I want to talk about social media next, because I think one of the fascinating things about places specifically like Twitter is that a lot of the work that you do can be placed on a platform like Twitter and really be celebrated, appreciated and disseminated in ways that before you had a platform like Twitter, it might not have been. How specifically has social media played a role in your work?
It’s pivotal to my work because it’s the main place where it lives. I purposely went to social media as a tool because that’s where the audience is, right? Like that’s where the young, Black creatives are. And I think that’s where the hunger is for this kind of information. And like you said, it makes it very accessible, which is a huge goal of mine. I’m a historian who has one leg in the scholarly world, in academia, and that can be very inaccessible. Most of the general public are not reading academic journals. Social media also makes this kind of information easy to digest, and it’s easy storytelling. I can attach the video, I can attach the images or the source material and it’s right there. It’s been pivotal in getting this information out and getting our story told. It’s also important for the timestamp. It’s timestamped and dated, so we can always go back to it and say, “We disseminated this information on this date, at this time,” and as a historian that’s always important to me.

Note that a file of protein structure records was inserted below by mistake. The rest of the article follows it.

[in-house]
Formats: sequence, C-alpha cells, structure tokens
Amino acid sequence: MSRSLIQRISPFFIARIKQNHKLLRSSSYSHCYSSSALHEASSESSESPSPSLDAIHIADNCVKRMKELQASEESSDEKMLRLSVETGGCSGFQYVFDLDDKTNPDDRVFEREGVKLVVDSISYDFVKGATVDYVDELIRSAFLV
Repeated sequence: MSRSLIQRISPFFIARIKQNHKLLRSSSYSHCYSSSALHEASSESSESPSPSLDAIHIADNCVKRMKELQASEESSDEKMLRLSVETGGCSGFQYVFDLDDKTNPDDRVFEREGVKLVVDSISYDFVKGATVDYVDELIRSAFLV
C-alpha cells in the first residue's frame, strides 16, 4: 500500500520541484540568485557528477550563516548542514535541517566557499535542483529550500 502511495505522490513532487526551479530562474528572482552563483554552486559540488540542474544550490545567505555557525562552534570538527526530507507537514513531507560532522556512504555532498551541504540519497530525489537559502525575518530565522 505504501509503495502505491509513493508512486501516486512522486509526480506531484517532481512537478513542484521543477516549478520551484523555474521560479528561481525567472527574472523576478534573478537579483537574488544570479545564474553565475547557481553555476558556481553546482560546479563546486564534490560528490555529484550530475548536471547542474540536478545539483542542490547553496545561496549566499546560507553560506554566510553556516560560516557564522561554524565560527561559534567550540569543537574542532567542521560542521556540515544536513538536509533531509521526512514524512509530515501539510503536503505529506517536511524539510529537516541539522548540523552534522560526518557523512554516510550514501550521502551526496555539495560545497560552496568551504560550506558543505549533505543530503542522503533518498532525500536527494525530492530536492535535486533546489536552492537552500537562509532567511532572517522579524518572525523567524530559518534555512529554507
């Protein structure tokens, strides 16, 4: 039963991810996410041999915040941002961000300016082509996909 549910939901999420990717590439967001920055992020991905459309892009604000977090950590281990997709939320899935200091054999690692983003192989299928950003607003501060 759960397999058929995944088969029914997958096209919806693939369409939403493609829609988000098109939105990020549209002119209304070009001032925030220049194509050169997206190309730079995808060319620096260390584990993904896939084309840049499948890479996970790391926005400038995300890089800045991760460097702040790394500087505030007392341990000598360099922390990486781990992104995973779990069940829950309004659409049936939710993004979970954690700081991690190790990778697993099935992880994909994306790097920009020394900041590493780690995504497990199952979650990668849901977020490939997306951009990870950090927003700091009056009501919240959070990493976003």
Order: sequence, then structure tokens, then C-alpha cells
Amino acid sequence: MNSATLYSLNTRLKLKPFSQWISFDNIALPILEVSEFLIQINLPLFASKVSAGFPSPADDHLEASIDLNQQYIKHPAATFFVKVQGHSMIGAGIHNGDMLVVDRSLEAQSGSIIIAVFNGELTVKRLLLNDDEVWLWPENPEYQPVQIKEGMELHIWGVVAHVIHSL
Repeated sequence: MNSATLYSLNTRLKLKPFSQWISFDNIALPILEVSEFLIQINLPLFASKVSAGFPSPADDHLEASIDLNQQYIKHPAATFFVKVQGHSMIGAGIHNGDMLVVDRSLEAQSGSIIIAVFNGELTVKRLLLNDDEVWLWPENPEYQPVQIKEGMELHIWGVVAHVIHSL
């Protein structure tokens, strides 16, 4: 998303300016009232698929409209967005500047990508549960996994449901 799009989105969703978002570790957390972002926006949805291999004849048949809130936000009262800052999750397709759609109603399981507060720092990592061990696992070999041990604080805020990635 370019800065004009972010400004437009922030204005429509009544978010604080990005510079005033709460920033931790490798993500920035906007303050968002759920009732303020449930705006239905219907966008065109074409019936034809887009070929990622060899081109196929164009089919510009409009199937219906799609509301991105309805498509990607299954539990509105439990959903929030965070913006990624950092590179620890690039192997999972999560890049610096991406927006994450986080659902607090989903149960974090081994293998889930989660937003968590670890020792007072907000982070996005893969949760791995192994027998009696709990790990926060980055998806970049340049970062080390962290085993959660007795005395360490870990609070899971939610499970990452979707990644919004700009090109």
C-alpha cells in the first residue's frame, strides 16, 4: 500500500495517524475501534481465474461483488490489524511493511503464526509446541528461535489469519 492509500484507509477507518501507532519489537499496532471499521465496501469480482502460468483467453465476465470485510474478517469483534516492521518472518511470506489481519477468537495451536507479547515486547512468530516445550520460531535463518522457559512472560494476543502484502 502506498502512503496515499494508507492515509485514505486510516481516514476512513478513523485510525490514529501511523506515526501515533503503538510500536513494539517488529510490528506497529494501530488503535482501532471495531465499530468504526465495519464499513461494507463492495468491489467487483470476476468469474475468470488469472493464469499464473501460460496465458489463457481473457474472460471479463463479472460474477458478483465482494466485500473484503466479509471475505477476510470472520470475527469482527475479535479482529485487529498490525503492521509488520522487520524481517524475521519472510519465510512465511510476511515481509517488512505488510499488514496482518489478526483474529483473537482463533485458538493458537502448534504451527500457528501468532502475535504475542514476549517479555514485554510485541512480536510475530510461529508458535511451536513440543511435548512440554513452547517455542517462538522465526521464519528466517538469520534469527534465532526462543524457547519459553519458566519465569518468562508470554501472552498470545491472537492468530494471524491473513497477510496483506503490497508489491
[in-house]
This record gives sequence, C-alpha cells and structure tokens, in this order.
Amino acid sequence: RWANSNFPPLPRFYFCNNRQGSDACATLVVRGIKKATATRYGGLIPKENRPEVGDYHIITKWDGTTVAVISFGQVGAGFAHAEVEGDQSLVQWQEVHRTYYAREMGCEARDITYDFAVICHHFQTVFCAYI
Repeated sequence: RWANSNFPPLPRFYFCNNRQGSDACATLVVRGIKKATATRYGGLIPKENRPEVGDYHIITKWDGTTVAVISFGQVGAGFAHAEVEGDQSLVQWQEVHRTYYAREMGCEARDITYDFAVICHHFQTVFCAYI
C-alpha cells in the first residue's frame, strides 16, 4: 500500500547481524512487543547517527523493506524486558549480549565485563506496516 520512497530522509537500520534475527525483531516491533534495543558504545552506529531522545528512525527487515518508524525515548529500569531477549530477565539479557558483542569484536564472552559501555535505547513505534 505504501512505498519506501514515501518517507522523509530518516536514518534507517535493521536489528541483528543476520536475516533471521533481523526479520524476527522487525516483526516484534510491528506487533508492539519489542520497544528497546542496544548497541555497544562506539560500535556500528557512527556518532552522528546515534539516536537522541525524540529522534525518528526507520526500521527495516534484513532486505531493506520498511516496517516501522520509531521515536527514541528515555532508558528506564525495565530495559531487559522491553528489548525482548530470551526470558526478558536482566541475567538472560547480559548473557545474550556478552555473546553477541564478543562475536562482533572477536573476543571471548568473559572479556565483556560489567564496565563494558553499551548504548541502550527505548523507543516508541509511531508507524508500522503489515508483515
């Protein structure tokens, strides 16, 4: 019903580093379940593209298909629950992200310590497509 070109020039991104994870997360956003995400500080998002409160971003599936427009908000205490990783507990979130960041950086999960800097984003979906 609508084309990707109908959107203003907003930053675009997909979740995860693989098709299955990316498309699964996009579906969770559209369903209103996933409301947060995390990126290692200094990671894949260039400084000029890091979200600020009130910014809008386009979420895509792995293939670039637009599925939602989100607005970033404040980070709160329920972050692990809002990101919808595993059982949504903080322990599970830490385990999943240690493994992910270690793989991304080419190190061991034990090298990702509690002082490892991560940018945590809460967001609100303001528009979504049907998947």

How would you say that you bring your own identity into your work?
I definitely try to maintain my regular voice. I’m not speaking in this very high-level academic word soup. I try to just talk in my normal voice. I keep my “y’alls” because I’m southern. I try to keep my sense of humor in it and keep it conversational and talk how I would if I was explaining this in person. And I think I keep my excitement and my joy in it, because a lot of times if I’m thinking about somebody new, I might be researching it at the same time that I’m tweeting it. I’m also discovering things sometimes as I’m sharing them. So I hope that my excitement comes through because I’ll be like, “Wow, I just found this out and hey guys, I’m going to take a break to go dig this up because someone told me that this might be a thing.” And I try to be transparent about that too, about it being a journey that I don’t always just know all of these things. I’m also researching and uncovering stuff too.
What’s your reaction to seeing so many fashion brands with long histories of overt racist behavior or discriminatory practices all of the sudden voicing their support for the Black Lives Matter movement and their sudden condemnation of racism?